Critical Thinking in Practice
The article in question dwells upon burnout at the workplace and the correlation between social perfectionism and burnout. Childs and Stoeber (2012) claim that social perfectionism contributes to the increase in such symptoms of burnout as exhaustion, inefficacy, and cynicism. The research is quite sound and the researchers do not have any obvious bias. It is also possible to note that the researchers make their point quite compelling and provide a significant bulk of data to support their claim.
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At the same time, there are certain flaws in the research that may question its validity. First, the research should involve more participants. Childs and Stoeber (2012) should also note that they focused on particular spheres (healthcare and education) as it seems that the researchers tend to generalize their findings. It seems that the researchers assume that the findings can be the same in other settings (other types of organizations, other types of posts, and so on).
The sample chosen is quite homogeneous as the number of females and males is disproportionate. It is possible to assume that females are more vulnerable while it is unclear whether males areas affected by social perfectionism as females are. As has been mentioned above, the spheres chosen are also quite specific as healthcare units and educational establishments differ significantly from other organizations. Therefore, it is quite difficult (or rather impossible) to generalize the findings as social perfectionism can have a very different impact on employees working for for-profit organizations or people employed in other spheres.
It is possible to add that the article leaves the reader with several questions without an answer. For instance, it is unclear whether social perfectionism has a role in other types of organizations. It is also quite unclear whether age, gender, or ethnicity has any impact on the correlation between social perfectionism and burnout.
Model for Reflective Practice
Self-reflection and self-evaluation are critical for any individual as they help people self-develop. It is possible to use a model for reflective practice based on the upper levels of Bloom’s Taxonomy. These levels are evaluation, synthesis, and analysis (Stanley & Moore, 2013).
These components will enable me to understand myself better, identify my strengths and weaknesses, and come up with proper strategies to develop my strong sides and eliminate my weaknesses. I will analyze and evaluate my behavior, my thoughts, and even my mood in various situations. I will identify certain trends and then I will be able to synthesize this knowledge to develop particular strategies that will improve my reactions in different situations.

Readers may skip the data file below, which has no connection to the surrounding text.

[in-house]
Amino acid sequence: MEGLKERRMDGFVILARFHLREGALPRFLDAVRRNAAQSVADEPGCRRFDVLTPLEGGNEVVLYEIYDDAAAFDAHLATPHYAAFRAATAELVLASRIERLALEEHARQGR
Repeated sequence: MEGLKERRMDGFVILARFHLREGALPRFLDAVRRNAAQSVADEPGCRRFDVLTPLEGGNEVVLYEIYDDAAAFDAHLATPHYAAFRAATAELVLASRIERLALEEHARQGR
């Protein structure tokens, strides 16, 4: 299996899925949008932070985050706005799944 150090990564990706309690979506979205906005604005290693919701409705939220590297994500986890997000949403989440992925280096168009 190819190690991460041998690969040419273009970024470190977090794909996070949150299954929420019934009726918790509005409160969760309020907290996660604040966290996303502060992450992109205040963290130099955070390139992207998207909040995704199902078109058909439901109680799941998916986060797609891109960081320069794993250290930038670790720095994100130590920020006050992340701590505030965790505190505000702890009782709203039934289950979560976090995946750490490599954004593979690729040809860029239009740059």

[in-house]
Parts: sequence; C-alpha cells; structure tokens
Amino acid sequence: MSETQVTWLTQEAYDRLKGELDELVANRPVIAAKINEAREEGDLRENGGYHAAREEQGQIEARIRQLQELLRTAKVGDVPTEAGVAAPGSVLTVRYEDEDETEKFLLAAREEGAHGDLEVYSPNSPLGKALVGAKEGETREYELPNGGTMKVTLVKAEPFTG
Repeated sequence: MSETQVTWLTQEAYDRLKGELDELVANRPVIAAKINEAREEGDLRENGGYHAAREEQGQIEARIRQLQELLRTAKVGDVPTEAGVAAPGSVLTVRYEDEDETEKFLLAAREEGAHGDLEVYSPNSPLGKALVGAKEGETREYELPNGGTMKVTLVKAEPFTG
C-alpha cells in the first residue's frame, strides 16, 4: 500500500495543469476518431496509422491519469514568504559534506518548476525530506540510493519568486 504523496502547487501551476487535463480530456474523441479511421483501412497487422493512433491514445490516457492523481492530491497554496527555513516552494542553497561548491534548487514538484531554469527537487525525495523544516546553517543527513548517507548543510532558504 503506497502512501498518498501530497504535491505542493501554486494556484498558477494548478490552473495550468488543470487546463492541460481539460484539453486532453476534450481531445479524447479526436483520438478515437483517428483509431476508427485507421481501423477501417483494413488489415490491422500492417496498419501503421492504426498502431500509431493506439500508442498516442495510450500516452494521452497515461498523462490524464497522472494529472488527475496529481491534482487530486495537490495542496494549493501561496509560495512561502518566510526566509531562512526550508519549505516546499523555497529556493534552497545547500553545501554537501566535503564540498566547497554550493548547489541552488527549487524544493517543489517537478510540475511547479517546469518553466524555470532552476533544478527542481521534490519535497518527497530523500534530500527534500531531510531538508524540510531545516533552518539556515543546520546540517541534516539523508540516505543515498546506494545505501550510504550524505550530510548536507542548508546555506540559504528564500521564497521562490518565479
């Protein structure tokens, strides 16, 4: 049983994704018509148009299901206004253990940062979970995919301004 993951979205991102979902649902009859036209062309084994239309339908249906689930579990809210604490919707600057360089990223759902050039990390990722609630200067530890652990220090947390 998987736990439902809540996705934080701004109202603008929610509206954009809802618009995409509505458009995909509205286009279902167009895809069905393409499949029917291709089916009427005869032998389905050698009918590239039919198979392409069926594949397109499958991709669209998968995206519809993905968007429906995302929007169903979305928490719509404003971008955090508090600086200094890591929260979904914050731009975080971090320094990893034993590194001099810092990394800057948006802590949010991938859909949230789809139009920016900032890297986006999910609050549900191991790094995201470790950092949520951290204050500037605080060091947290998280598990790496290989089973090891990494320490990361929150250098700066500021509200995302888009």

This model will suit me best as I like when everything is clear and all points are properly analyzed. I tend to make plans and follow them, which enables me to remain focused and confident.
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I can state that I have basic interpersonal skills. More so, I have some emotional intelligence skills that help me communicate with different people and be a part of a team. I can handle many situations and effectively work on projects within teams. However, I am quite emotional and this leads to certain undesirable outcomes. Sometimes I am offended or hurt and this leads to the development of burnout symptoms.
I believe that efficient self-reflection can help me address my weaknesses effectively. Thus, I plan to have a diary where I write down some events and ways I responded. I will note the most remarkable ones. I will analyze my reactions trying to identify reasons for my behavior, possible ways to change it, and behave differently in similar situations. I will also evaluate the behavior of other people and will try to reflect on ways to use the same patterns.
Childs, J.H., & Stoeber, J. (2012). Do you want me to be perfect? Two longitudinal studies on socially prescribed perfectionism, stress and burnout in the workplace. Work & Stress, 26(4), 347-364.
Stanley, T., & Moore, B. (2013). Critical thinking and formative assessments: Increasing the rigor in your classroom. New York, NY: Routledge.